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The app evolved during 2012 into CapZoo, available for iPhone users and destined for other platforms. Say you want to document a buddies golf trip. CapZoo aggregates text, photos, video and sound into a quasi time capsule with its own URL for emailing or posting to Twitter, Facebook and other sites. The magic was centralizing social-media technology more than inventing it. While the app was in beta testing, Elkington had a small mole removed from his side. The dermatologist made a CapZoo of the procedure: photos, video with commentary, added audio notes and a list of surgical instruments. "So now they have that as a baseline teaching tool," Elkington says.

This year Secret and CapZoo will gain wider visibility via Elkington's pitching them on the Champions Tour. The job now is to scale each into big numbers, to multiply their reach. The trailer will occasionally host Dirters, CapZoo users and business partners, including digital companies Elkington says are eager to sponsor golf. He likens releasing the app to a rookie gaining a tour card in that "the hard work's only just begun." In case there are not enough spinning plates, the group has two more app ideas, the first of which they hope to begin developing soon.

Amid this maelstrom stands Elkington the golfer. His co-workers pronounce him ready to contend despite a 2012 more akin to a U.S. Mid-Amateur contender: hustling from the office to squeeze in a little practice, customer golf in the Valley, pickup games at the club where it takes birdies to win. "People say they lay their clubs down for three months," Elkington says. "Well, I've never done that."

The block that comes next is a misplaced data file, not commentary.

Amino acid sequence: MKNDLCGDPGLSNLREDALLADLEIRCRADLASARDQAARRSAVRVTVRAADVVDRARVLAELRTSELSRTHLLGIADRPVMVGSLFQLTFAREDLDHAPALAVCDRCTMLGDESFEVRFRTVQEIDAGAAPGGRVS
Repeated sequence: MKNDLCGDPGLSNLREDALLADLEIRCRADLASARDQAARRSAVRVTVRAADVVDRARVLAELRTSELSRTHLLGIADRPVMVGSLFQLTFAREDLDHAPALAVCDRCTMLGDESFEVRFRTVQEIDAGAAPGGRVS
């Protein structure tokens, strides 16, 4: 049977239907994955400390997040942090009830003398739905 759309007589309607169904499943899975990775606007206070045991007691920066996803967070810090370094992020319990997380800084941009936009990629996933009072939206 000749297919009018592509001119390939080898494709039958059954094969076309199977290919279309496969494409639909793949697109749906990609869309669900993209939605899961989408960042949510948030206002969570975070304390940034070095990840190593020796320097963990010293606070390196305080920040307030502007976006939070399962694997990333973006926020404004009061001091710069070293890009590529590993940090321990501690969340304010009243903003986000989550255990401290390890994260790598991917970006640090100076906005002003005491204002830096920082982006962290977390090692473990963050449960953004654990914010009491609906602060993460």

Elkington was a little rusty teaming with Sam for a mid-pack finish in the PNC Father-Son Challenge in December but cracked the top 10 in his official debut, last month's Mitsubishi Electric Championship at Hualalai. Nearly 20 Australian and U.S. relatives and friends gathered to mark his 50th birthday and bid farewell to the sabbatical. The only absence was Alex Mercer, his boyhood teacher, with whom he is working again. Elkington has never been a goal-setter, but the '92 and '95 Tournament of Champions winner on the regular tour got a whiff of the elder version and knows he wants back in 2014.

Elkington calls his new circuit "the coolest retirement plan ever" and says the pressure is off. "I don't wake up thinking about my swing or worrying about how the week's going, watching the weather and my tee times," says Elkington, who was T-47 in his second start, the Allianz Championship. "When I see these Champions Tour players, I look at every one of their faces, there's a certain percentage of relaxment." That explains why, given the choice, he prefers a successful digital career to a successful senior career. "I'd like to win," he says, "but winning a senior major doesn't put you in the Hall of Fame, right?"

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